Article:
– Ziv Kienan, Digital Assets Lawyers 

“Security Tokens can represent many different types of investment contracts, and that’s one of the reasons why it is going to revolutionize businesses forever as businesses will adopt STOs [Security Token Offering] as a key financial tool representing different forms of investment opportunities”
– Alex Nascimento, Author of ‘The STO – Financial Revolution’ & Co-founder of Blockchain at UCLA 

Some real potential for becoming a bestseller, right?

While I myself certainly don’t need any further convincing in believing in the power of digital assets, I do believe it’s important to keep our feet on the ground while we’re gazing at the stars.

The potential of securitized tokens is undeniably immense, but the ecosystem is still learning to walk.

Over the past years, I’ve witnessed how the blockchain space has become more mature (or more boring, as some say). It’s less hype-driven and increasingly more tangible. This is great news for those genuinely interested in the fundamentals of this technology and its ability to make a dent in the universe. 

The big picture

One of the reasons why security tokens have been said to revolutionize our financial markets is the argument that it will give accessibility to those who otherwise would not be able to participate in the global market. Think of an average individual who now can, thanks to blockchain-based solutions, tokenize any assets they own and create financial products related to them. From intellectual property to sharing agreements, the tokenized world would enable a larger pool of possibility through greater accessibility, liquidity, efficiency and security. These are all very high flying values – the promise of the token economy. 

The reality, however, isn’t quite as rosy just yet. Like any new technology, many enabling factors (infrastructure, supportive legislation, protocol performance) are still very much under development. That said, the direction seems to be increasingly more clear: a decentralized ecosystem of finance and governance is on the agenda for countless private and public decision makers.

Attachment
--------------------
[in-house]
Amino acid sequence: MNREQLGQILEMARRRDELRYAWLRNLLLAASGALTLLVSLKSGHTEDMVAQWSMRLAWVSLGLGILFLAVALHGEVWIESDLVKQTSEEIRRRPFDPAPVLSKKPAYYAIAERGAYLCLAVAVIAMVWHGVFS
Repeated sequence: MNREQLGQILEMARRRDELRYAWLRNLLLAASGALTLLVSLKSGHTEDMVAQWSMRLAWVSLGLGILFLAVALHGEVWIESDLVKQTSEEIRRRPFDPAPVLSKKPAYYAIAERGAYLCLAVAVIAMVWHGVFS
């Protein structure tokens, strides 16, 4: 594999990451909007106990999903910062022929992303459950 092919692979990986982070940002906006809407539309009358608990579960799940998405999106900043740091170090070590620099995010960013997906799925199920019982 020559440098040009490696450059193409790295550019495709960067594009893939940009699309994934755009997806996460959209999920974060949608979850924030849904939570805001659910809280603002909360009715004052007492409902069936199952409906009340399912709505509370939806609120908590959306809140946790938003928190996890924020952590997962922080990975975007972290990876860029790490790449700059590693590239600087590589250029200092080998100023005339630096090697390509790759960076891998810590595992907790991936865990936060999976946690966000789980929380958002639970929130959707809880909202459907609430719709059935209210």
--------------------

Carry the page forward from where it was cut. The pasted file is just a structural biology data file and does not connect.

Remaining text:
Because blockchain in this context is largely seen as a democratizer of different types of investments, traditionally only available to a privileged few, this raises some interesting discussions from the role of national fiscal policies to inclusive financing. Combined with automated management and possibility of fractional interest, we have a technology at hand that allows all kinds of assets now to be sold at a radically low entry cost. 

What would be the possibilities in such a world? 


Opportunity #1: Liquidity, efficiency and transparency 

Security tokens will enable:

  • Greater liquidity for transfers 
  • Greater liquidity for illiquid, intangible, soft assets
  • Better efficiency and cost-effectiveness
  • Increased transparency 

These are perhaps the most recognized benefits of security tokens today. When assets can be traded in a frictionless way without intermediaries, this will naturally increase their liquidity. Because security tokens are blockchain-native, many parts of trading can be executed automatically with predetermined conditions. Such intelligence (smart contracts) minimizes the need for the middlemen we currently need; it decreases admin processes and leads to faster deal execution with lower transaction fees. 

The ability to increase transparency is also becoming increasingly more important in today’s world. The ability to embed token owner’s information, rights, legal agreements directly into the digital asset in an immutable way adds security and therefore trust.